The newly launched GrowApp allows people to make animations of trees, gardens and landscapes by taking pictures with their smartphone. The app directly transforms these pictures in a time lapse movie that shows changes over the seasons and even over the years. While having fun making an animation of their backyard, users help scientists better understand climate change impact on the environment.
The start and duration of the growing season in Europe has significantly been influenced by the increase of European temperature by 1.5 °C compared to pre-industrial levels. This conclusion can be drawn based on the analysis of hundreds of thousands of observations of flowering, leaf unfolding and leaf colouring done by volunteers from all over Europe. The flowering of 17 spring plants in Europe, for example, advanced with two weeks on average since 1982. In addition to these so-called phenological observations satellites track changes in the greenness of the land cover. However, up till now it remains a challenge to link field observations with satellite observations. Ideally the process of leaf unfolding, leaf colouring and leaf fall of individual species is continuously observed. This is very time consuming for most volunteers who therefore only record the date of first leaf unfolding or end of leaf colouring.
Visualize seasonal changes
The GrowApp (www.growapp.today) provides a new opportunity to easily follow the seasonal changes of individual plants, trees, gardens and even whole landscapes over weeks, months or even years. People are encouraged to frequently make photos with the GrowApp. With a new innovative method of smartphone photography, a time lapse animation is generated making changes in our environment visible. Changes which often escape our attention. To enable a nice animation and to allow for an analysis of the change in greenness the GrowApp helps to position the new photo in exactly the same way as the previous photos. The app indicates the place where the first image in the animation was made and the first photo is transparent on the background while making a new photo to allow an optimal overlay. The updated animation is directly visible on www.GrowApp.today. By adding hashtags a selection of animations can be made.
Making animations together
Any person who has the GrowApp installed can add new photo locations and start his/her own animation. Everybody can add images to an existing animation if he/she is at that location. In this way it becomes possible to more frequently add photos to an animation which helps the analysis and interpretation of the greenness changes captured in the animation.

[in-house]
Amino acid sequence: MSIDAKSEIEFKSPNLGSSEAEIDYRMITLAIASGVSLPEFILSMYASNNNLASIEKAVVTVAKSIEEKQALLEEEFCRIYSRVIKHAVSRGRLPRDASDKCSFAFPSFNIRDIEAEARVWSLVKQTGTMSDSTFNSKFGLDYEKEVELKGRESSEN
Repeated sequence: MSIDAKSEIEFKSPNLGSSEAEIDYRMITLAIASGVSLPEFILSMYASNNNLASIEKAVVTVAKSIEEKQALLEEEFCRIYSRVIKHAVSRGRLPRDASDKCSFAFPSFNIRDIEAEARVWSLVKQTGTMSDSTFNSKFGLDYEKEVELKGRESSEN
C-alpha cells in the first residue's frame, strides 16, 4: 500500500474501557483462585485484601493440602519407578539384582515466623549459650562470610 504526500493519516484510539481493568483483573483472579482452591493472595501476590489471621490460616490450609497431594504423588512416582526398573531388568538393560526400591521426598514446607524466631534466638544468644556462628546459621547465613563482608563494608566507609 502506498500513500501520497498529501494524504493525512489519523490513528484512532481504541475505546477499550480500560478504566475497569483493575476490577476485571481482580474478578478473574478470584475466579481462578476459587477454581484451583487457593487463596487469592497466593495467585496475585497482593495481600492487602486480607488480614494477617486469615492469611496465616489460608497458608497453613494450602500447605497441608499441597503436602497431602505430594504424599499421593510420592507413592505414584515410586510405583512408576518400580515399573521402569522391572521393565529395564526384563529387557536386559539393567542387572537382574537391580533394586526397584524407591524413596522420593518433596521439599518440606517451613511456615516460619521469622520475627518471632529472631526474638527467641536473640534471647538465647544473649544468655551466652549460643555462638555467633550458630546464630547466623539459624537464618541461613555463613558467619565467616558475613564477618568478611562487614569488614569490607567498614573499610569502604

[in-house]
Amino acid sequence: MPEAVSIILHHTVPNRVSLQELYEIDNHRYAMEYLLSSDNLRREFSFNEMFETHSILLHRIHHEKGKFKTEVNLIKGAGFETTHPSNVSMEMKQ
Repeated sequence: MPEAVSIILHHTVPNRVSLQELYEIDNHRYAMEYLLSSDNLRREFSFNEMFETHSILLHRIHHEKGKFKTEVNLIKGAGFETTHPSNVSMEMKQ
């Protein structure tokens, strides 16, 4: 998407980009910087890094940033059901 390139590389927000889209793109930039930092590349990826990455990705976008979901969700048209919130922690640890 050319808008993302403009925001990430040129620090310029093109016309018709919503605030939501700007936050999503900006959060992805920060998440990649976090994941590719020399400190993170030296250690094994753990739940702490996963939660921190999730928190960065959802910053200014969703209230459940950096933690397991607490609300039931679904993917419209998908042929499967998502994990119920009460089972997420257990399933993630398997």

School children do science
The GrowApp is a citizen science instrument that has been developed in the context of the Global Learning and Observations to Benefit the Environment program (GLOBE) together with the nature news platform NatureToday.com, Wageningen University and Geodan. GLOBE is an international science and education program that provides students and the public worldwide with the opportunity to participate in data collection and the scientific process, and contribute meaningfully to our understanding of the Earth system and global environment. The GrowApp is accompanied by educational material (simple and advanced assignments) that can be used by teachers and children. Engaging in real science becomes easy. Scientists will provide regular feedback to the schools about the seasonal changes that take place. GLOBE coordinators in 16 European countries indicated to contribute to the project (contact information is added below).
European green wave: six species
In an attempt to harmonize the observations and to allow European-wide comparison of the seasonal changes we ask special attention for six species: oak, hazel, beech, birch, sour cherry and small-leaved lime. If people from all over Europe participate with the app, a green wave from the south to the north of Europe will become visible. Moreover, the GrowApp images will add a new dimension to the study of climate change induced impacts on our natural environment. Besides the value for science, the animations will allow new ways of visualizing and communicating the seasonal dynamics and changes in people’s own ‘backyards’.
Satellite data are included in the GrowApp with detailed information on when the growing season started, whether there is a trend for more or less plant biomass in the area as well as yesterday’s day temperature.
The GrowApp is currently only available for Android. A version for iPhones will be presented in a few weeks.